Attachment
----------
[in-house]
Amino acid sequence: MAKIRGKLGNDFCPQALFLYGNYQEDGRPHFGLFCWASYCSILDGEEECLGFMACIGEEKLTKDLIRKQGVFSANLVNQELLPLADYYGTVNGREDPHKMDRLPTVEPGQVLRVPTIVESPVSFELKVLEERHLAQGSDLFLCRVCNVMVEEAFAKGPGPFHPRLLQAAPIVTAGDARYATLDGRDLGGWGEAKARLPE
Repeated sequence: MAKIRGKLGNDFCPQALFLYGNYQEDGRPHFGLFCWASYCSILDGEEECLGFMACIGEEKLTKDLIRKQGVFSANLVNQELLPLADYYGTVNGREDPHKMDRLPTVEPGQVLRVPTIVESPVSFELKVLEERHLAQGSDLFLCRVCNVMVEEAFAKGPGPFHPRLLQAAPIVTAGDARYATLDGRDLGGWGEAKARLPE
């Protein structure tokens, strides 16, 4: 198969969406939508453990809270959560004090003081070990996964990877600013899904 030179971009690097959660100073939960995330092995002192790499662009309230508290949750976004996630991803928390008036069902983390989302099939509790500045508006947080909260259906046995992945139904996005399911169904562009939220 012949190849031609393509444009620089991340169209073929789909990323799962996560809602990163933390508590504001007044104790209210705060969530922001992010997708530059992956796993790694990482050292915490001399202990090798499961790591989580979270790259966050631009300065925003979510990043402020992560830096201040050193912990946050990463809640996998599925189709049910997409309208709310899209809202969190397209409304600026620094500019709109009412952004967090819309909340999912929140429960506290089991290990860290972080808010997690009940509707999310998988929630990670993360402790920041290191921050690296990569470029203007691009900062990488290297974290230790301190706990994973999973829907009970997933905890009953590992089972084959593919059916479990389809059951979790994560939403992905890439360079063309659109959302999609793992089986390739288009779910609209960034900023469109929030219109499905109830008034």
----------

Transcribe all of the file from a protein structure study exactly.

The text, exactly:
[in-house]
Amino acid sequence: MAKIRGKLGNDFCPQALFLYGNYQEDGRPHFGLFCWASYCSILDGEEECLGFMACIGEEKLTKDLIRKQGVFSANLVNQELLPLADYYGTVNGREDPHKMDRLPTVEPGQVLRVPTIVESPVSFELKVLEERHLAQGSDLFLCRVCNVMVEEAFAKGPGPFHPRLLQAAPIVTAGDARYATLDGRDLGGWGEAKARLPE
Repeated sequence: MAKIRGKLGNDFCPQALFLYGNYQEDGRPHFGLFCWASYCSILDGEEECLGFMACIGEEKLTKDLIRKQGVFSANLVNQELLPLADYYGTVNGREDPHKMDRLPTVEPGQVLRVPTIVESPVSFELKVLEERHLAQGSDLFLCRVCNVMVEEAFAKGPGPFHPRLLQAAPIVTAGDARYATLDGRDLGGWGEAKARLPE
């Protein structure tokens, strides 16, 4: 198969969406939508453990809270959560004090003081070990996964990877600013899904 030179971009690097959660100073939960995330092995002192790499662009309230508290949750976004996630991803928390008036069902983390989302099939509790500045508006947080909260259906046995992945139904996005399911169904562009939220 012949190849031609393509444009620089991340169209073929789909990323799962996560809602990163933390508590504001007044104790209210705060969530922001992010997708530059992956796993790694990482050292915490001399202990090798499961790591989580979270790259966050631009300065925003979510990043402020992560830096201040050193912990946050990463809640996998599925189709049910997409309208709310899209809202969190397209409304600026620094500019709109009412952004967090819309909340999912929140429960506290089991290990860290972080808010997690009940509707999310998988929630990670993360402790920041290191921050690296990569470029203007691009900062990488290297974290230790301190706990994973999973829907009970997933905890009953590992089972084959593919059916479990389809059951979790994560939403992905890439360079063309659109959302999609793992089986390739288009779910609209960034900023469109929030219109499905109830008034």